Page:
previously held by IBM.
The Wolfville Nova Scotia-based university provides every undergraduate student with a laptop for use during the academic year as part of its Acadia Advantage program.
IBM was the original vendor of leased computers to the school, and the contract was coming to an end when the university decided to go to an extensive request for proposal process last fall.
“”We knew technology pricing had been changing quite a bit in the last couple of years and that there were a number of players in the field that could probably help us,”” said Gary Draper, CFO with Acadia. “”Our first and foremost objective was to go to the street with a very clean level playing field and that we could truly hear from everybody.””
Draper said there was interest from certain groups at the school to look at vendors such as Apple to see if they might be able to provide what the school was looking for, but they also needed to know that the chosen vendor would be able to provide support.
Last fall Acadia held a series of technology days at the university in which vendors were invited to come to the campus to talk to students and faculty so they could understand what Acadia Advantage was and give users a chance to test the hardware.
Draper says that part of the review process added to the breadth and depth of the tender.
“”Integral to the Acadia Advantage program is the training of faculty. We recognized very early you couldn’t just hand the faculty the computers and say ‘Go to it.’ We recognized they had to have the training and development to know what to do with them and what was possible,”” said Draper.
The university has also developed the Acadia Institute of Teaching Technology (AITT). The group’s mandate is to train faculty and help them develop skills. AITT has been successful in the last couple years attracting external grant money which has helped with its operation.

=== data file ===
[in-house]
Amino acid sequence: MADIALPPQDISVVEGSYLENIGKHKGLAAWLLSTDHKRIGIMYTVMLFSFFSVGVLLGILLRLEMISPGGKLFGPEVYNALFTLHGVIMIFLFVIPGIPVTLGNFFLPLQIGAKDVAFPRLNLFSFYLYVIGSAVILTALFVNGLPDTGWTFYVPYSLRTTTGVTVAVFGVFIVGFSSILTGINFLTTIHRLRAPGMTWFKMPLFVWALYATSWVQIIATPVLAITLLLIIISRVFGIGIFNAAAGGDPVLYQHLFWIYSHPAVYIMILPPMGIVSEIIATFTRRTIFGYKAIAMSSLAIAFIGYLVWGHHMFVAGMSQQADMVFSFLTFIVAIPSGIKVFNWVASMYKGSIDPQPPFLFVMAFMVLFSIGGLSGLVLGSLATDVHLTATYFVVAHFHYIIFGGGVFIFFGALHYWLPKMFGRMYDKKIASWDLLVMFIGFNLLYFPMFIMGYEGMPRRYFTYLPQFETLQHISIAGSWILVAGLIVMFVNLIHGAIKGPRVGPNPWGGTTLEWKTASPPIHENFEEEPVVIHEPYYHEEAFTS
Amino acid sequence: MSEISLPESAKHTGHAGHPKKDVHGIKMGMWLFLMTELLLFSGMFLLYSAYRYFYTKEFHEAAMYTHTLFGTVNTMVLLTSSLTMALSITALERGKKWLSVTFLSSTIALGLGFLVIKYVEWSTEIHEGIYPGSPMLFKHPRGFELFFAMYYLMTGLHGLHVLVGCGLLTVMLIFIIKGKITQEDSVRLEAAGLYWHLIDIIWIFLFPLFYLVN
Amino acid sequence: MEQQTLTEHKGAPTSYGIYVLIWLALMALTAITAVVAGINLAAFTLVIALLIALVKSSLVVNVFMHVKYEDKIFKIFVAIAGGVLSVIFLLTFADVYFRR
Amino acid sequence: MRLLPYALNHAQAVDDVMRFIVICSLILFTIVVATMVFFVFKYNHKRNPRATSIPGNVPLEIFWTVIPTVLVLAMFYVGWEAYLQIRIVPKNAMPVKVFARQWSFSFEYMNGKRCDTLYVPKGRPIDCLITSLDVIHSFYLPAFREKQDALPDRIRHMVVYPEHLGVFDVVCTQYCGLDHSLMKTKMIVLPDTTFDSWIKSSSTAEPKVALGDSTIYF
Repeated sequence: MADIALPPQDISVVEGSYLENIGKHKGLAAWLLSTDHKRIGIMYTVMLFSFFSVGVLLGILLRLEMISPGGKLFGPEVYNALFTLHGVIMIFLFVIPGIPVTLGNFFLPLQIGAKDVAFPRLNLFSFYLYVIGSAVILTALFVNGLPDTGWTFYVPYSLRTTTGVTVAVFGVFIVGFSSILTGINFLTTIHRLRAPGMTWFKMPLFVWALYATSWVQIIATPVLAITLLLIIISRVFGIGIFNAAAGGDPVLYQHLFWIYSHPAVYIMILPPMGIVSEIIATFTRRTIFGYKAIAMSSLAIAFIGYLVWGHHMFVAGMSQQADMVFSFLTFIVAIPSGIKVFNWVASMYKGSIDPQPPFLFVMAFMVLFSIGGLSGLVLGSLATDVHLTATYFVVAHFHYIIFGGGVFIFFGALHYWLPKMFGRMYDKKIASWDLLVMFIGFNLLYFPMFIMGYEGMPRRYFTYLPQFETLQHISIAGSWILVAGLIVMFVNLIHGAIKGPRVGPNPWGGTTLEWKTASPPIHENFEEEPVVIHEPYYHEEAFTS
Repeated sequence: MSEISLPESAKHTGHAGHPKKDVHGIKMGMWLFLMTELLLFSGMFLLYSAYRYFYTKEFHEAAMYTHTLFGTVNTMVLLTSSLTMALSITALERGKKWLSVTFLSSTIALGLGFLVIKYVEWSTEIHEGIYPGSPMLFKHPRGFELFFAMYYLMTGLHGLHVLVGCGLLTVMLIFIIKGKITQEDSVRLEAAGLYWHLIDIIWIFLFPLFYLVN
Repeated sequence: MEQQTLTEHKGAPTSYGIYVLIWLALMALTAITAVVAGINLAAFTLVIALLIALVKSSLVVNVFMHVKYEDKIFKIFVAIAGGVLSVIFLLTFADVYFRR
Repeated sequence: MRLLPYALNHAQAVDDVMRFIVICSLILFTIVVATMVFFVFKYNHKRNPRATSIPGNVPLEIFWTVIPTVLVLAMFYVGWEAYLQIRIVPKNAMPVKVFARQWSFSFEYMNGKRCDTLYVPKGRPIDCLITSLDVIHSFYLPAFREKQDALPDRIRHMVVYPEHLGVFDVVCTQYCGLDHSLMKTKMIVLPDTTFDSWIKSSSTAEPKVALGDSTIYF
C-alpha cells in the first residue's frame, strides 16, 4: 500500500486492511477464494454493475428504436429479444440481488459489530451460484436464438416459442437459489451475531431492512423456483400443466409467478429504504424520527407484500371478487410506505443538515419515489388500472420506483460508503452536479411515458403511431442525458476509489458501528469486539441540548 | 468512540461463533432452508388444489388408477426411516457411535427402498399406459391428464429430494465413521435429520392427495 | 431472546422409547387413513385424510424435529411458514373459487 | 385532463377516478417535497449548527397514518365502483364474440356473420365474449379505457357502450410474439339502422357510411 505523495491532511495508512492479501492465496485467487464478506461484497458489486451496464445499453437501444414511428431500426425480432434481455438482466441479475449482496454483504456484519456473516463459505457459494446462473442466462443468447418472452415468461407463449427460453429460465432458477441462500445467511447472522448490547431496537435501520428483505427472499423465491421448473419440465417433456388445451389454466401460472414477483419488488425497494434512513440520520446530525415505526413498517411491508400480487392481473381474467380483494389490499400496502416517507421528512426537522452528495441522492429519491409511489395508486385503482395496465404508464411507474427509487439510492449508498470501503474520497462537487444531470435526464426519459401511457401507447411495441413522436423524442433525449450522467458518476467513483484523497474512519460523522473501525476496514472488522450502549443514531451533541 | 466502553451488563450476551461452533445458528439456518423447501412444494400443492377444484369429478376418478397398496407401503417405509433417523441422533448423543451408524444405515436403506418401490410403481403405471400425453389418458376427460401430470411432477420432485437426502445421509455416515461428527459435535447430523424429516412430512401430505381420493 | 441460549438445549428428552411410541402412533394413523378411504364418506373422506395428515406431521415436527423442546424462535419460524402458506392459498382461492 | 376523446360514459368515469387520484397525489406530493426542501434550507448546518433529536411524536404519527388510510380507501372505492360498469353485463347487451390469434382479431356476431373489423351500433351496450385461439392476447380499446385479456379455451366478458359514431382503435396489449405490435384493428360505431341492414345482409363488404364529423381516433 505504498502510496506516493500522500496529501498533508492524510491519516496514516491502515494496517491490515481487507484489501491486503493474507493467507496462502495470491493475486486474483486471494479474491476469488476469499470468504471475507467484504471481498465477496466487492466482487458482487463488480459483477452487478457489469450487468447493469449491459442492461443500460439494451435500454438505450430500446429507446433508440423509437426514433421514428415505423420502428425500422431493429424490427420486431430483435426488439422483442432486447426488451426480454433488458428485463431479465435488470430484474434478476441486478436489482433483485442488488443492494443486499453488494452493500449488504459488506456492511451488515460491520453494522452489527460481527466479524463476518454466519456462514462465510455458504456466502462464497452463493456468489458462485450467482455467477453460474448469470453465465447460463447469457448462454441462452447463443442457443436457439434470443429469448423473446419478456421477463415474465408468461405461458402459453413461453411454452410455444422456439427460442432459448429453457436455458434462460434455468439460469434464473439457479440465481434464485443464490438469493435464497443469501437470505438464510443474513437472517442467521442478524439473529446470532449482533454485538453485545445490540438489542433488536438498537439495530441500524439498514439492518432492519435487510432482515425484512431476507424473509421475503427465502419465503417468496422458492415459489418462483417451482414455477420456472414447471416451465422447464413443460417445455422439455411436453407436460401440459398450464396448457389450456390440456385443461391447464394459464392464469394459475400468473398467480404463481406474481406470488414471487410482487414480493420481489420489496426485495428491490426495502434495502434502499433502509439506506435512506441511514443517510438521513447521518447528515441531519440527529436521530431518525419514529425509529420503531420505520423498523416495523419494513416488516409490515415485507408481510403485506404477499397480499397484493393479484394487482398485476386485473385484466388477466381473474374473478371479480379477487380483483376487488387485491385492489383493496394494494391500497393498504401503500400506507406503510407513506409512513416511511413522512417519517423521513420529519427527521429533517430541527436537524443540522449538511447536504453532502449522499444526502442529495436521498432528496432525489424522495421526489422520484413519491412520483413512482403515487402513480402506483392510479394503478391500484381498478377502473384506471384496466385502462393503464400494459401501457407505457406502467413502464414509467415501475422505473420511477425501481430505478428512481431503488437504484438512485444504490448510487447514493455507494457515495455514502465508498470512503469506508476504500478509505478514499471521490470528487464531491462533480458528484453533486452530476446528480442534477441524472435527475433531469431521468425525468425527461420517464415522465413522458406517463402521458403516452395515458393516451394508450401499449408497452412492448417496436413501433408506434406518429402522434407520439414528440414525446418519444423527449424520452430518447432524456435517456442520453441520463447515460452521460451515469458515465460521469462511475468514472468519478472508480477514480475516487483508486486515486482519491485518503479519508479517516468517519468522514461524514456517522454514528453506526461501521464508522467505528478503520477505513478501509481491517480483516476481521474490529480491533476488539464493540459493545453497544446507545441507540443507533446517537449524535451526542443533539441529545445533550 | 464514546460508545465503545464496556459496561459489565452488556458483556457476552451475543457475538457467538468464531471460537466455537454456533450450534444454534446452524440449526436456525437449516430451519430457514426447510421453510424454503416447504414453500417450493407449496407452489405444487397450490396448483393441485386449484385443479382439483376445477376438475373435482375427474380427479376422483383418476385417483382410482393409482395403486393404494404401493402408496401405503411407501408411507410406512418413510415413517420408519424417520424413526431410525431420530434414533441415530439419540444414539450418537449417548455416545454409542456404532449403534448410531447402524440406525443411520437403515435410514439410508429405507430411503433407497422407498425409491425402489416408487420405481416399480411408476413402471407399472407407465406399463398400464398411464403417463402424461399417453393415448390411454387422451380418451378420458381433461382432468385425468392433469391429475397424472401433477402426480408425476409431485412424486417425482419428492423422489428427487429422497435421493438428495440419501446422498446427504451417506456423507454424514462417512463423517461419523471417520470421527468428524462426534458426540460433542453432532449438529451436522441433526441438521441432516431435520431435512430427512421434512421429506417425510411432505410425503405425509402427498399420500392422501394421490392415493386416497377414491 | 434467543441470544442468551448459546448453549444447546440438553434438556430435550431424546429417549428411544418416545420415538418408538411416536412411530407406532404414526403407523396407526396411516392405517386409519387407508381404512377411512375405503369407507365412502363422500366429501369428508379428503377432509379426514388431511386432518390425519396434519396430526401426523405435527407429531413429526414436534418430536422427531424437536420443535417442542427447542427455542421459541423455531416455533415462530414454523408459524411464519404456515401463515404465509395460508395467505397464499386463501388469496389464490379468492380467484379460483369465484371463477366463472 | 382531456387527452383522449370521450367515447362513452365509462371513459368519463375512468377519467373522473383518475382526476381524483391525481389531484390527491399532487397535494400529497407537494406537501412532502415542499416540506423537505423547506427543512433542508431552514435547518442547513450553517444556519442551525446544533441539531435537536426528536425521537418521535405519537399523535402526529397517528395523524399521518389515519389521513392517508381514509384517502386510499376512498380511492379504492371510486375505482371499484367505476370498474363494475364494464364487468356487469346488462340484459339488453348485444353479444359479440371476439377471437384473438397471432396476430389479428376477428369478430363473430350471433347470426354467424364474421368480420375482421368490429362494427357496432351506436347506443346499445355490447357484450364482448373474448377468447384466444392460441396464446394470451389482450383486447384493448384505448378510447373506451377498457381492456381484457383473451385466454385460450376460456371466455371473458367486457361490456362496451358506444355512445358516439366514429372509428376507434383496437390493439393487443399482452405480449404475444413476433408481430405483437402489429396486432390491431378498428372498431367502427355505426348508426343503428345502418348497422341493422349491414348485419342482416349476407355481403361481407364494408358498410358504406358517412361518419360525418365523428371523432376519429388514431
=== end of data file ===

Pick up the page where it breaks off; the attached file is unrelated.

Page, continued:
When Acadia developed the tender process it was not only looking for a notebook supplier but a partner that could provide additional value to the program.
“”One of the questions we looked at with a tender of this size — because we knew it was one of the bigger contracts for notebooks in the country — (was) if we could leverage this in any way,”” Draper said. “”Is there anything about the Acadia Advantage brand or Acadia Univeristy that would help us bring something through the door besides notebook computers, and in particular support for AITT?””
Dell will be working with the university to provide a dedicated Web portal with 24-hour access to information and student bundle packages to encourage student use and development of their technology skills. Dell has also created an internship program and made a number of international placements and scholarships available to Acadia students.
The tender process began in October with nine vendors and the school arrived at a short list of five. Those vendors were invited to respond to the official RFP process. Four were eliminated quickly, in some cases based on the inability to roll out 4,500 machines at once. The final five were Dell, Toshiba, IBM, Apple and Hewlett-Packard.
With such a large contract on the table, Lawrence Pentland, Dell vice-president of Americas based in Toronto, went to Acadia during the proposal process.
“”I personally went down to call on them for that. I haven’t heard of a larger deployment of laptops at a higher education institution in Canada,”” he said.
Acadia also invited the vendors to partner with a local provider if possible.
“”Originally that was put in the tender so that if the company didn’t have a particular local presence we would have a close point of contact,”” said Draper.
In the end, Draper says cost was the main driver, however each vendor was evaluated based on support through the life cycle and ability for the support centre to work with the hardware.
He declined to say the price differential between Dell and the next runner up but did say the deal lowers Acadia’s total cost of ownership, in part because of the cost and the warranty provided.